Riding in Car Services With Boys

me basicallyYesterday morning my family and I found ourselves 40 minutes deep into Brooklyn — Midwood, people! — for an appointment with an audiologist. I blame our socialist healthcare, which ironically doesn’t even go into effect until August 1st, but I didn’t know this when we got our referral. So there we were on the corner of Ocean Parkway and Avenue P, sitting in the back of a car service because we made some very impractical promise to ourselves not to take the baby on the subway until he got his two-month vaccinations.

The doctor’s office we were aiming for turned out to actually be not where we were dropped off, but a roughly 20-minute walk away (thanks, Google Maps!). Luckily we had the baby in a carseat with no stroller or carrier, and it was approximately 90 degrees. A recipe for relationship success right there. About to find out if your child is hearing impaired? Definitely recommend getting no sleep the night before then go for a 20-minute walk in the sun carrying a baby in a carseat. Then, once you get there, realize you forgot to memorize your baby’s social security number and are therefore a terrible parent. Despite this, find out your child’s insurance kicks in August 1st so you will be paying out-of-pocket to find out two weeks too soon that your kid’s hearing is perfectly fine.

Thankfully it was only (only?) $75 and we put it on our (shared!) debit card.

Anyway at the end of our first of two car trips, we unbuckled and I said the magic words:

“So how much do we owe you?”

He said something like, “What do you want to pay?”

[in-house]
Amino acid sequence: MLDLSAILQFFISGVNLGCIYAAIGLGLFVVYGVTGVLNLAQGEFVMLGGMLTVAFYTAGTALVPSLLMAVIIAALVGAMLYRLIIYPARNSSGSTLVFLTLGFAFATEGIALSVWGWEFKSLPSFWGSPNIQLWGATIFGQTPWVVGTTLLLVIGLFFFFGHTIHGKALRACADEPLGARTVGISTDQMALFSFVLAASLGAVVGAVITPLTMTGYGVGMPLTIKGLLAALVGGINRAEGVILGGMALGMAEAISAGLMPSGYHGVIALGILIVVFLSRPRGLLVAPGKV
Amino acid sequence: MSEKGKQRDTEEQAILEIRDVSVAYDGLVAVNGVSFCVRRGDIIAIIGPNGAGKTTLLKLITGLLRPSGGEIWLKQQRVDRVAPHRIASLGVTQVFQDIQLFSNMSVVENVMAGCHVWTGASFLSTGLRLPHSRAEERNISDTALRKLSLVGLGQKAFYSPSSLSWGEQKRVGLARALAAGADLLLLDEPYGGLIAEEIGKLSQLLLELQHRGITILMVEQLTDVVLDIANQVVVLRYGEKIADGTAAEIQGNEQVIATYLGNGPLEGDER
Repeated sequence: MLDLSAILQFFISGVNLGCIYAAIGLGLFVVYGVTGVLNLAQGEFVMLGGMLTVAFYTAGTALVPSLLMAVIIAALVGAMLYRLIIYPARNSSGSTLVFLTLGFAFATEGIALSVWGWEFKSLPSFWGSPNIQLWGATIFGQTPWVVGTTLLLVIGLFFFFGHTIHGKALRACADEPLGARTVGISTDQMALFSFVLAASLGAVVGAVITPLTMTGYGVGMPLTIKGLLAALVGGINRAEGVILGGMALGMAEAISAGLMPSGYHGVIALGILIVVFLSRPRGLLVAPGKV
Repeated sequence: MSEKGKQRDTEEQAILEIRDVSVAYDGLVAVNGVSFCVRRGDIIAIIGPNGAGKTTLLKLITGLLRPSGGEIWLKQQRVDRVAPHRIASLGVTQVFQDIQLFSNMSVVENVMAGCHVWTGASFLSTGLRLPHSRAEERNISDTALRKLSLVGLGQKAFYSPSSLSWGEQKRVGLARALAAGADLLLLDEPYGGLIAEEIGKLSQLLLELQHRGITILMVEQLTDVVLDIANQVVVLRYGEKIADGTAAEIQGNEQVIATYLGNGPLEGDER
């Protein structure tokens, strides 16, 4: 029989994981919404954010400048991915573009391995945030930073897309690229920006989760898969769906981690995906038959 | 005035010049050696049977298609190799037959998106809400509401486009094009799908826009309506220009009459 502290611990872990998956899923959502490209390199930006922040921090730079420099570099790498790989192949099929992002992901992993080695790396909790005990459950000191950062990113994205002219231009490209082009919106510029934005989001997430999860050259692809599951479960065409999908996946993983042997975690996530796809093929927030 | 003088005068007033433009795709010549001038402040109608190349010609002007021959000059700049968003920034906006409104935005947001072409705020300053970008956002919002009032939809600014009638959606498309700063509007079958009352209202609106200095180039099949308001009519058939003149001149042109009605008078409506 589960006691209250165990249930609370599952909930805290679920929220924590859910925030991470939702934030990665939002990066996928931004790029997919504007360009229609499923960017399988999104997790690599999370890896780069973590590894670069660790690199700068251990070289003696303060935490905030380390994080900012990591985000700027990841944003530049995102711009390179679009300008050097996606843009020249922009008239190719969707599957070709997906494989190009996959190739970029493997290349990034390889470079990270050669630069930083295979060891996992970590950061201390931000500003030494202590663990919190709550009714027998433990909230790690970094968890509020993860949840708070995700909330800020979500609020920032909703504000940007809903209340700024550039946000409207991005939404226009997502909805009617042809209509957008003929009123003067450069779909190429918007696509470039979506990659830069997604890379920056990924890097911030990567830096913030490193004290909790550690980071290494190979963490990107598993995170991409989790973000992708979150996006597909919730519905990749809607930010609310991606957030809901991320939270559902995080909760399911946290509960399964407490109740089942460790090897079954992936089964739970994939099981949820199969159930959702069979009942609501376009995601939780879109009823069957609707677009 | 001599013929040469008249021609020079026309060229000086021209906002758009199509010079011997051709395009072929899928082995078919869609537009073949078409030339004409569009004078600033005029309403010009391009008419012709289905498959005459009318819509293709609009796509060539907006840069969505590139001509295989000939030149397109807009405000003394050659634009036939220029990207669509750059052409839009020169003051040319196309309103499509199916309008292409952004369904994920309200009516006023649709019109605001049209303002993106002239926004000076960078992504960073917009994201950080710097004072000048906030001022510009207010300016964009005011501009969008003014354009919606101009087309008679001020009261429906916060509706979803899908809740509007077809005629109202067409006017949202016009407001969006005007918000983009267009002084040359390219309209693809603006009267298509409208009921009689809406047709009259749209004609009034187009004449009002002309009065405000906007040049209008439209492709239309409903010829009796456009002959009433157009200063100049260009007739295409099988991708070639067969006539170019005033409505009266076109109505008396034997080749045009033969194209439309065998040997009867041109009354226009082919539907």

This did not register with us, partially because his English was a little accented but mostly because we had somehow traveled outside the boundaries of capitalism as we knew it.

“What?”

“What is right? What do you want to pay?”

“Excuse me?”

“How much do you think is right? What did you think it would be? 30? How is 30?”

“Oh! Oh! Yes, 30 is great. Thank you!!”

We could have said, “Well, nothing???” but we couldn’t think fast on our feet. Should we have haggled? $20 would have been great. Why did he say this? Was he asking us what we were quoted when we called to order the car? It was very baffling, especially on no sleep.

We gave him $36 and got out of the car. He drove away while we squinted at the addresses of a bunch of brick houses with little front years. We walked up to one and read out a bunch of last names next to buzzers. No doctors, no offices. My phone had no service. And by that I mean, “I DON’T KNOW! MY PHONE ISN’T WORKING! I HAVE NO SERVICE! I DON’T KNOW! YOU CALL!”

On the car ride back, our driver called in where we were going to his office and they told him to charge us $32. It was two dollars more but to be fair we were much further away from our home this time. I gave him $40, leftover from the $100 bill my grandma sent the kid. I asked Dustin if I should tell Gram we spent the $100 on a bag of diapers and two car rides to doctor’s appointments. He did not have an opinion. We agreed the trip was hell but we would pay $151 all over again to find out our child could hear in his right ear.

I mean, he could have just passed the damn test the first five times he took it, but what are you gonna do? Abandon your family and move to Paris? I have no idea why you brought that up and definitely did not fantasize about that the entire 20-minute walk to the doctor’s office.

Photo via Wikimedia Commons

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